Russian Navy: Underestimating the consequences of corruption and incompetence are the reasons for its underperformance

The cost of safely retrieving decrepit submarines from the seabed easily runs well into the hundreds of millions of dollars. So Russia is carrying these nuclear submarines on barge.

The Russian Navy is currently engaged in a series of strategic activities, with a recent training duel in the Baltic Sea between the diesel-electric submarines Novorossiysk and Dmitrov standing out. The crew of the Novorossiysk successfully executed a torpedo attack using live munition, a feat that underscores their tactical prowess and readiness, as reported by the TASS news agency.

Despite past incidents, the Russian Navy has demonstrated remarkable resilience and determination. The sinking of the nuclear-powered Project 949A Antey (Oscar II class) submarine K-141 Kursk in a torpedo firing accident in 2000 serves as a stark reminder of the risks and challenges the navy confronts. Yet, the navy persists, continually adapting and enhancing its strategies and technologies.

Back in 2017, the Russian nuclear-powered attack submarine Obninsk fired a torpedo against one of Moscow’s newest nuclear-powered ballistic missile submarines, Yuri Dolgoruky.

It is reported that the submarine crews practised combat manoeuvring, evading enemy attacks, and the daily combat organization of the ship’s internal service while performing combat training missions. After the torpedo launches, the crews continued scheduled combat exercises in the Baltic Sea.

Experts at Global Defense Corp believe that the exercises in the Baltic Sea are taking place amid increasing tensions between Russia and NATO countries. Russia recently attempted to change its maritime border in the eastern Baltic Sea, sparking a new wave of tension with NATO.

Dated Technology: Project 671RTM/RTMK Shchuka/Victor III class SSNs. What’s most interesting is the detail showing loading/unloading of towed sonar array into the pod.

While the Russian fleet has suffered significant damage in the Black Sea, the aggressor country’s navy continues to build up its strength through its submarine forces. The Russian Black Sea fleet has been almost non-existent since the war began. Ukraine has destroyed 32 boats of the Russian Black Sea fleet, yet Ukraine does not have a meaningful navy.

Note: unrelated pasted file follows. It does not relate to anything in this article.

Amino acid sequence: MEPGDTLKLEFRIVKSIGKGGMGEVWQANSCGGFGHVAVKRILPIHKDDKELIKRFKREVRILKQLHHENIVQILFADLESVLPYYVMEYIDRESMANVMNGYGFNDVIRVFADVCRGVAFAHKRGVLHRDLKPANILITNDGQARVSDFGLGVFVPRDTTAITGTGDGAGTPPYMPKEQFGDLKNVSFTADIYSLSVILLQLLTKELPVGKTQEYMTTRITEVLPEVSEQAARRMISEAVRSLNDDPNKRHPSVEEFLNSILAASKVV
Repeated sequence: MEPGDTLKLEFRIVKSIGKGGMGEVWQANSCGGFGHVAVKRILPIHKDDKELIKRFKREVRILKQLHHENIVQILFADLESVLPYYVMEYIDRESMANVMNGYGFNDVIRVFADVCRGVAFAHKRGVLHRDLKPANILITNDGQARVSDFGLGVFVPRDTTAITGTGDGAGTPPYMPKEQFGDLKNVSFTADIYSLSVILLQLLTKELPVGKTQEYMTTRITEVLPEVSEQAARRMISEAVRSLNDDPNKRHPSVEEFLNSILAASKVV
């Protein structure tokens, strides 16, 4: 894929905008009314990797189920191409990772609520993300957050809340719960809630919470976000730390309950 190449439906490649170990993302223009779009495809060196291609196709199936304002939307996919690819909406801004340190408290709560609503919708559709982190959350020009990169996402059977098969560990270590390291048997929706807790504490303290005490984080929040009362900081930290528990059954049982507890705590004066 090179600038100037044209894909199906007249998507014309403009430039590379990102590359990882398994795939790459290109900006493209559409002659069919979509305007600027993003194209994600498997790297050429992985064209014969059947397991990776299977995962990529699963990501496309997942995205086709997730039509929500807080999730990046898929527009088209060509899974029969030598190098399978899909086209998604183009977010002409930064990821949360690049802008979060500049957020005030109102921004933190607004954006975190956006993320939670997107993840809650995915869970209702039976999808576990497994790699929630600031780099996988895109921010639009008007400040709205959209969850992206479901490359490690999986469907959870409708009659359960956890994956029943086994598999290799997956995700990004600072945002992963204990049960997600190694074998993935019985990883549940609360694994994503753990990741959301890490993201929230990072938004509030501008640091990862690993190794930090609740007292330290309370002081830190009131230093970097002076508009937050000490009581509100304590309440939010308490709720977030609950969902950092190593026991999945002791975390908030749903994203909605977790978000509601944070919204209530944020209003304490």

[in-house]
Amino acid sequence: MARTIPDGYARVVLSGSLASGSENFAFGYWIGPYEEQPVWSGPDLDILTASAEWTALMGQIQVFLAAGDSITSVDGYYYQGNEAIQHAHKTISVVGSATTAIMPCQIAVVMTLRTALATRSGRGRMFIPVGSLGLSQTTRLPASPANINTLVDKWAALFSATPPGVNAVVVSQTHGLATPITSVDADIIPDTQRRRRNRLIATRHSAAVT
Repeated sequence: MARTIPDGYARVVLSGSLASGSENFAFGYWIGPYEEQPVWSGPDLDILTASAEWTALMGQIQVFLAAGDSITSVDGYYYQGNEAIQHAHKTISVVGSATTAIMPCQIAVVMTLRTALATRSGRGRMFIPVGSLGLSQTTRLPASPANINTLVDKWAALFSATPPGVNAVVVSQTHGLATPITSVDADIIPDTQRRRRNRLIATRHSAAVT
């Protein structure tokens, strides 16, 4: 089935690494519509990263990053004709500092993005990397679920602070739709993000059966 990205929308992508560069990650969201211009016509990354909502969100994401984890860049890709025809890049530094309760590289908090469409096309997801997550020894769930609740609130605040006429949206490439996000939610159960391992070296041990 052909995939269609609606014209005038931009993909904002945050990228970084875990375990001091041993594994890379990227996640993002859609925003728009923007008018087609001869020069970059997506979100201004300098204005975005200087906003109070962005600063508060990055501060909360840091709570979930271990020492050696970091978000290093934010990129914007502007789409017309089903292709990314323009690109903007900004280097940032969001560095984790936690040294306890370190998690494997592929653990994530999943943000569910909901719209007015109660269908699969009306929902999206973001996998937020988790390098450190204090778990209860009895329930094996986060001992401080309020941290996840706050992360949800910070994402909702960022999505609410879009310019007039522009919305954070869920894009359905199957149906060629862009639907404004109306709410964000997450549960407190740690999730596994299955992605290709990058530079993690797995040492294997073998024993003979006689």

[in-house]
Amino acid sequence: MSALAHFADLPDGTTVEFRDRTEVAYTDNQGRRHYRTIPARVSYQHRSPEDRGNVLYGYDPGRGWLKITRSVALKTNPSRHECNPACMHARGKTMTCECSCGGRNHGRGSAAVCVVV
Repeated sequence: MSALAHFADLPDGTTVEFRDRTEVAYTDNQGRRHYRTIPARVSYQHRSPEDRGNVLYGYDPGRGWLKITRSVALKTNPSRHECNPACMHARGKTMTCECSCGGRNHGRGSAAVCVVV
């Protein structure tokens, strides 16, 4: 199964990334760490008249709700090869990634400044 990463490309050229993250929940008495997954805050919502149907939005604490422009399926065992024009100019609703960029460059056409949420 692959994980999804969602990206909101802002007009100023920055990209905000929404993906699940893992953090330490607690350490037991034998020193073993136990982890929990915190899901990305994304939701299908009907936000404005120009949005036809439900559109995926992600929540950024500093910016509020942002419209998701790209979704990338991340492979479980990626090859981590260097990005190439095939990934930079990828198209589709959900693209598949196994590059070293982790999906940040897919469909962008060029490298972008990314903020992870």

This became evident when the nuclear submarine Kazan visited Cuba to participate in scheduled military exercises in the Caribbean. During the voyage to Cuba, the Kazan submarine was seen to have broken tiles and been damaged.

On the way to its destination, Kazan approached the US coast, prompting the Americans to scramble a NATO P-8 Poseidon anti-submarine aircraft to track the submarine.

Incompetent officers and sailors

The navy. It’s not close. The Russian navy has been incompetent since the Soviet Union folded—it was incompetent before there was a Soviet Union. The Russian navy has centuries of practice at being incompetent and is very good at it. The Russian army performed poorly in the Ukraine war, but they’re not as bad as the Russian navy.

Russian incompetence certainly played a role in the Baltic Fleet and Black Sea Fleet in the Ukraine war.

Dated technology

The Russian Navy is starved for resources, which translates into inadequate ships and equipment and inadequate pay and support for personnel. Russia never had good ships and modern weapons systems, nor did it have the resources to recruit and train good sailors to use this equipment. Russia never had a naval commander to support this training and retain personnel to a high, professional performance standard. Russia lacks both of these areas.